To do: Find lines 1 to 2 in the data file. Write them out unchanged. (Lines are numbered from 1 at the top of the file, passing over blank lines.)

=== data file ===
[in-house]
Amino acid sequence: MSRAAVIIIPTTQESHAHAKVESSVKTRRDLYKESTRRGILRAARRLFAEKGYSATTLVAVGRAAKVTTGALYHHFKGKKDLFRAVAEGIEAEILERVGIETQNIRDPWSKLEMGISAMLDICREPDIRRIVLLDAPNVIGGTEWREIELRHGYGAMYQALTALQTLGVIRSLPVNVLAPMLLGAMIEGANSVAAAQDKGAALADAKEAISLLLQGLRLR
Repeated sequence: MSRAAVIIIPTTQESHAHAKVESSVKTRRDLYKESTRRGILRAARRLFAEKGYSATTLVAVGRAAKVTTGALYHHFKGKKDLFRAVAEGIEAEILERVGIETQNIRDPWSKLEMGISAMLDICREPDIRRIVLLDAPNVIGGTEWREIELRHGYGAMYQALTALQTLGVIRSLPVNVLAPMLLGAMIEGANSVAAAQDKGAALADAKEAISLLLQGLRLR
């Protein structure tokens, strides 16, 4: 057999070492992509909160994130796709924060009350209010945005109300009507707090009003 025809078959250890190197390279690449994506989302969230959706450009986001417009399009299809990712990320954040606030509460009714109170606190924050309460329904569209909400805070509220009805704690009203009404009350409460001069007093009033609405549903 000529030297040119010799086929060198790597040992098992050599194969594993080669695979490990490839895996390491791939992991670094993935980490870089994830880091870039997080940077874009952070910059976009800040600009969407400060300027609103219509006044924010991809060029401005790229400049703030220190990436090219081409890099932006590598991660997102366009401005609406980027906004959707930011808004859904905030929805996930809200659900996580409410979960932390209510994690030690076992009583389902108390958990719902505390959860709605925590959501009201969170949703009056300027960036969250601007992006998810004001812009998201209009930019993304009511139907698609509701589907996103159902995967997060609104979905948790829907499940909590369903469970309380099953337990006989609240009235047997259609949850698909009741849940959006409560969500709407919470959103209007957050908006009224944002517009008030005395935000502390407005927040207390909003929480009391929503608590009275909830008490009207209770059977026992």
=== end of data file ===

[in-house]
Amino acid sequence: MSRAAVIIIPTTQESHAHAKVESSVKTRRDLYKESTRRGILRAARRLFAEKGYSATTLVAVGRAAKVTTGALYHHFKGKKDLFRAVAEGIEAEILERVGIETQNIRDPWSKLEMGISAMLDICREPDIRRIVLLDAPNVIGGTEWREIELRHGYGAMYQALTALQTLGVIRSLPVNVLAPMLLGAMIEGANSVAAAQDKGAALADAKEAISLLLQGLRLR